A Serbian world-class tennis player who was suspended by the International Tennis Federation (ITF) for missing a standard doping test earlier in 2013 was banned from entering a Belgrade arena to cheer on his teammates in the Davis Cup finals, a move that has caused fans to question the fairness of the sport's anti-doping system.
Viktor Troicki first received an 18-month suspension from competing in any events for his missed doping test, but fought the charges, citing that he had already given a urine sample that tested negative for banned substances. He succeeded in having the penalty reduced to 12 months in early November, and the Court of Arbitration for Sport stated that there was no indication  that Troicki “intended to evade the detection of a banned substance in his system.”
The young tennis pro was also banned from attending matches, including the Davis Cup semi-finals that the Serbian national team played in September, while his appeal was still under investigation.
A New York Times special report  [en] summarized the events and added some interesting insight:
Initially suspended for 18 months by the International Tennis Federation, Troicki had his penalty reduced on appeal to one year by the Court of Arbitration for Sport last week. But that qualified victory still feels like defeat to him, and his case has generated a range of strong opinions at the top of the game, with Andy Murray and Roger Federer expressing support for the antidoping system in tennis and Troicki’s close friend and teammate Novak Djokovic bitterly ripping into it.
However, even after the suspension was reduced and the investigation against him officially closed, Troicki was again banned from attending the Davis Cup finals  [sr], which took place in Kombank Arena in Troicki's hometown of Belgrade on November 15, 2013. The Serbian Tennis Federation (TSS) decided to support the ITF's decision fully by banning Troicki from entering the arena even as a spectator with a paid ticket, which Troicki was planning to do in support of his teammates who were playing in the finals that evening. Some media sources even claim that the TSS distributed photos of Troicki to Kombank Arena security and at the doors to make sure the tennis player was recognized and not allowed to enter with or without a ticket.
Regardless of the suspension and doping charges, or the personal opinions of Troicki's colleagues, fans are now questioning whether both the International and the Serbian Tennis Federation have the legal right to limit one's physical movement in this manner. Many on social networks, discussion boards and in comments on online articles regarding this matter are accusing the ITF and TSS of having broken basic civil rights laws when they banned Troicki from attending the match as a spectator from the bleachers along with other fans.
Fascinantna mi je ova situacija, ako je tacno, gde Troickom biva ograniceno kretanje kao gradjaninu zato sto ga je neka sportska organizacija suspendovala. Mislim da je to pitanje za ustavni sud, Strazbur i jos pokoju instituciju za ljudska i gradjanska prava.
Jedna je stvar ne dozvoliti da ucestvuje na turnirima, sasvim druga ogranicavati slobodu kretanja.
I find this situation fascinating, if true, in which Troicki's movement as a citizen is being limited because he was suspended by a sports organization. I think this is a matter for the Constitutional Court, Strasbourgh and a few other institutions for human and civil rights.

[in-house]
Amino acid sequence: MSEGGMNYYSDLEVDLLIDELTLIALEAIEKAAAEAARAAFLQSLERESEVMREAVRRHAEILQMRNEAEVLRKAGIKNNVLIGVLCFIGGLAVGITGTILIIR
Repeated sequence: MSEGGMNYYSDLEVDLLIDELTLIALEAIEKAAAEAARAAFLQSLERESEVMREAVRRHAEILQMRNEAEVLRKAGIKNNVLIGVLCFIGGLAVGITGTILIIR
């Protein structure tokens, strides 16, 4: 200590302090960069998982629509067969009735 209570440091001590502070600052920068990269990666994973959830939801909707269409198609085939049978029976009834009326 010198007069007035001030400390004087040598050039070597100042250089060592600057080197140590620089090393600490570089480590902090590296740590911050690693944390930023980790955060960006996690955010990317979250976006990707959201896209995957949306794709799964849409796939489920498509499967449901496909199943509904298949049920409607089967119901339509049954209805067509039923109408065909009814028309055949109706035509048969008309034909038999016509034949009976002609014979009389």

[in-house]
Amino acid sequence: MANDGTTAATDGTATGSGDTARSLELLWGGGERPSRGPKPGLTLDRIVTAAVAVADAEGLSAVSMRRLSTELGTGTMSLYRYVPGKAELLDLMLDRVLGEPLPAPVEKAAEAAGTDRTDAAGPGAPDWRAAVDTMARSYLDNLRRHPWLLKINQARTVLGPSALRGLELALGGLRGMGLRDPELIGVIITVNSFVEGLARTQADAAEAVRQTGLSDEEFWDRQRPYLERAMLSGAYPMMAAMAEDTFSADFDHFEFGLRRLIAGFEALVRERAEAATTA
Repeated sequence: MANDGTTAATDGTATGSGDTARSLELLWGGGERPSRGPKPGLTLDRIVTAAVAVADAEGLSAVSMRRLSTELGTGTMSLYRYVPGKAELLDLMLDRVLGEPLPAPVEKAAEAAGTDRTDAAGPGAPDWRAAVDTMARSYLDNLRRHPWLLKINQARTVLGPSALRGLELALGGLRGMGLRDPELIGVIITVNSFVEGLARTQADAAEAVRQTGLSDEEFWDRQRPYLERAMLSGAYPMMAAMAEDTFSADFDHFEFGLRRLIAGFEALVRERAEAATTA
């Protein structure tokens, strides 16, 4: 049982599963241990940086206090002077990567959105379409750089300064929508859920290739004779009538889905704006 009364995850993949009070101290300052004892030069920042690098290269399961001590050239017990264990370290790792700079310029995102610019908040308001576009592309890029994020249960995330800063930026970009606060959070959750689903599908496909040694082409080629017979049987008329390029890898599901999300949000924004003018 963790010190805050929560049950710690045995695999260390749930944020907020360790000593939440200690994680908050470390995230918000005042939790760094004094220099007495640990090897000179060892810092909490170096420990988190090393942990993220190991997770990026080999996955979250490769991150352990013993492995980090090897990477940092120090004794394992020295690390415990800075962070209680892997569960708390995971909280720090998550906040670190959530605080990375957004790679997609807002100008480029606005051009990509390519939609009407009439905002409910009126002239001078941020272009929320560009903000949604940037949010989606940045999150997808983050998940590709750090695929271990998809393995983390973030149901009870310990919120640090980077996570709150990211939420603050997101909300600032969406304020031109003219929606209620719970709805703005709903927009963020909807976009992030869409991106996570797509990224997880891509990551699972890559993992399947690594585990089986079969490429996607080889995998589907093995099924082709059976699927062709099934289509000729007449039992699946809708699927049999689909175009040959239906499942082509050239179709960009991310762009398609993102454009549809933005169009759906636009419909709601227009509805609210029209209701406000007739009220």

It's one thing to not allow him to participate in tournaments, entirely another to limit his freedom of movement.
Among the 52 comments on Nikolić's post, there were those who cited that ITF rules state that players who are penalized by the organization are also banned from any related tournaments and sporting events. Most commenters, however, questioned how the ITF or any other sports organization could have the authority to ban anyone, including sanctioned players, from purchasing a ticket and attending such events as a citizen.
Similar comments can be found on online articles in several other languages, and it isn't just Serbian tennis fans who are complaining and noting the same thing. In response to a short article  on Italian tennis portal LiveTennis.it with the news that Troicki was not allowed to enter Belgrade's Kombank Arena as a spectator, reader Francis said:
allora ne dico un’altra di scemenza ribattendoti che quanto dici mi pare molto strano… nel senso che l’atp o l’itf o la federazione serba possono non considerare valido il pass da addetto ai lavori e vietare l’accesso ai settori a loro destinati; vietare l’ingresso con regolare biglietto pagato vorrebbe dire una palese limitazione della libertà individuale.
Now they say more complete nonsense that when said seems very strange to me – in the sense that the ATP or ITF or Federation of Serbia could consider a pass not valid and prohibit access to areas they are intended for, prohibit entry with a regular paid ticket would mean blatant limitation of individual freedom.
Another reader on the same article, Andy86, added:
Francamente mi pare una cosa veramente che non sta ne in cielo ne in terra… lui è squalificato piu o meno giustamente (non sta a me dirlo) per quello che riguarda la sua attività agonistica, ma che ora non lo facciano entrare allo stadio, mi pare veramente fuori dal mondo..
Frankly one thing strikes me that truly isn't in the heavens nor the earth – he was disqualified more or less justly (it's not up to me to say) for things regarding his sports activities, but now to not allow him to enter the stadium, it strikes me as truly out of this world..
Neither the ITF nor the Serbian Federation have responded to the questions raised by the public, nor have they made any statements as to what might give them the authority to ban any player from purchasing a ticket for a tennis event and not be able to use it as a spectator.